At the Pump And Past The Limit
Saturday, June 21, 2008
The pump slowed and cut off Brendan Baker's gasoline purchase at $74. He returned the nozzle to the pump, swiped his credit card a second time, then put the nozzle back in his 2000 Dodge Ram 1500 and continued fueling. He finished pumping and looked at his two receipts, which totaled $95.23.
"Normally I don't keep them because they remind me how much money I wasted," said Baker, a computer technician refueling at his local Sunoco station in Centreville.
With skyrocketing gas prices, many customers are bumping up against pay-at-the-pump credit card limits -- often $75. Rules limiting these transactions are nothing new, but with gas prices exceeding $4 per gallon, it's increasingly easy to exceed the limit, leaving many customers to face the hassle of dealing with two-transaction purchases.
At the station where Baker was filling up, 30 to 50 cars out of a total of about 900 hit the limit each day, according to the station owner. On a recent Saturday afternoon, the station bustled with Toyota 4Runners, Tacomas and other fuel-thirsty vehicles.
Back in 2003, when Jeff Urban bought his Hummer, paying $75 to fill up would have been unthinkable. But now, Urban joked, his goliath SUV will soon be a three-transaction vehicle.
Getting cut off mid fill-up is "a pain," Urban said after fueling. "Especially in Northern Virginia, where it's a go-go-go lifestyle, it's an extra couple of minutes out of the day that frustrates you."
Customers who pay inside stations can still use their credit cards like anywhere else and face no limit.
But at the pump, the size of credit card purchases has been limited largely to protect gas stations, which can be charged if there's a problem with the transactions. Purchases at the pump are particularly vulnerable to trouble since no signature is required to verify the user's identity. And since the credit card is swiped before the gas is pumped, there's no way to know the size of the purchase when it's authorized.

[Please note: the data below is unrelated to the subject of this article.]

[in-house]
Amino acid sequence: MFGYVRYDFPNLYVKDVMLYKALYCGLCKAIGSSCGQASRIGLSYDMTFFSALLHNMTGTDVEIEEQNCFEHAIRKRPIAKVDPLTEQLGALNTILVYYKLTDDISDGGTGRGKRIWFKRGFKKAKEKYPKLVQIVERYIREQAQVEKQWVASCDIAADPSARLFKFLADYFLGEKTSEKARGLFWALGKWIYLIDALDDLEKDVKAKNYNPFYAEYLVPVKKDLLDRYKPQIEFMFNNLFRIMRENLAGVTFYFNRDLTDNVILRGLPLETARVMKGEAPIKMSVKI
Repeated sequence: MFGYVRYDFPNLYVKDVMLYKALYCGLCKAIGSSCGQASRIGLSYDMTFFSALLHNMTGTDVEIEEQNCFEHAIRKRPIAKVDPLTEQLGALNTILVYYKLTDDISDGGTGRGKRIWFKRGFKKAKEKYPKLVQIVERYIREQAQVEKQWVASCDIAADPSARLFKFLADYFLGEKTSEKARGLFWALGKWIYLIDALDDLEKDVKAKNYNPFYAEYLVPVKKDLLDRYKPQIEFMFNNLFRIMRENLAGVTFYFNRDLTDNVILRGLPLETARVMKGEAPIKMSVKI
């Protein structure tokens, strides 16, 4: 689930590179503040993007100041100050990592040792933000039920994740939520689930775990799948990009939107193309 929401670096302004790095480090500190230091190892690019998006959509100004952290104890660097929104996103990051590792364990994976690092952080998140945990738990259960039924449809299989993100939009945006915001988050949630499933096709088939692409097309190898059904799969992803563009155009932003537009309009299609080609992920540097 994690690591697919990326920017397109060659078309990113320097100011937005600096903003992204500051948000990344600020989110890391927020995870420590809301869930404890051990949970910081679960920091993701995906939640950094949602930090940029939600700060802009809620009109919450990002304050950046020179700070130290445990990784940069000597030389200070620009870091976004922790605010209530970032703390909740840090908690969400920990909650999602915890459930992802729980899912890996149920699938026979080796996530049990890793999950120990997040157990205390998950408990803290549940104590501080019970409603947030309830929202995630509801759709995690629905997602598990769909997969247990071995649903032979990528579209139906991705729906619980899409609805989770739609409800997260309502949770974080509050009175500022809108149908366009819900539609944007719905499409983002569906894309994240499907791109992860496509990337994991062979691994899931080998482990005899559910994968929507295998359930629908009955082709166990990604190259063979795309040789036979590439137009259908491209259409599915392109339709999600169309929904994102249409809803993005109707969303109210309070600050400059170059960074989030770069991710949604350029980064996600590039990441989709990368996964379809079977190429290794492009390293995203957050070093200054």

Visa, MasterCard and Discover Card generally guarantee that merchants will be paid the first $75 of a pay-at-the-pump transaction. American Express determines its limits based on the contractual relationship with the companies. But beyond those levels, gas stations are more likely to foot the bill in what are called charge backs if a transaction is bad.
Gas station owners and managers say they are already hard-pressed to hand more money back to credit card issuers. The high price of gasoline has left many stations in a financial fix. They've squeezed their average markup to remain competitive and the interchange fees they pay to credit card issuers, which rise with the sale price, are up.
The average station makes a profit of $60 at the pump per day, says Jeff Lenard, a spokesman for the National Association of Convenience Stores. "It's not uncommon to lose money selling gas. So the idea of losing $20 or $50 [in charge backs] is too much."
Visa recently amended its rules to make it less risky for stations to increase the limit on pay-at-the-pump sales. Until April 2007, merchants could be charged the entire amount of any bad purchase over $50. That month, Visa changed its rules so that merchants were liable only for the amount of the purchase that exceeded $50. In April of this year, Visa increased the limit to $75.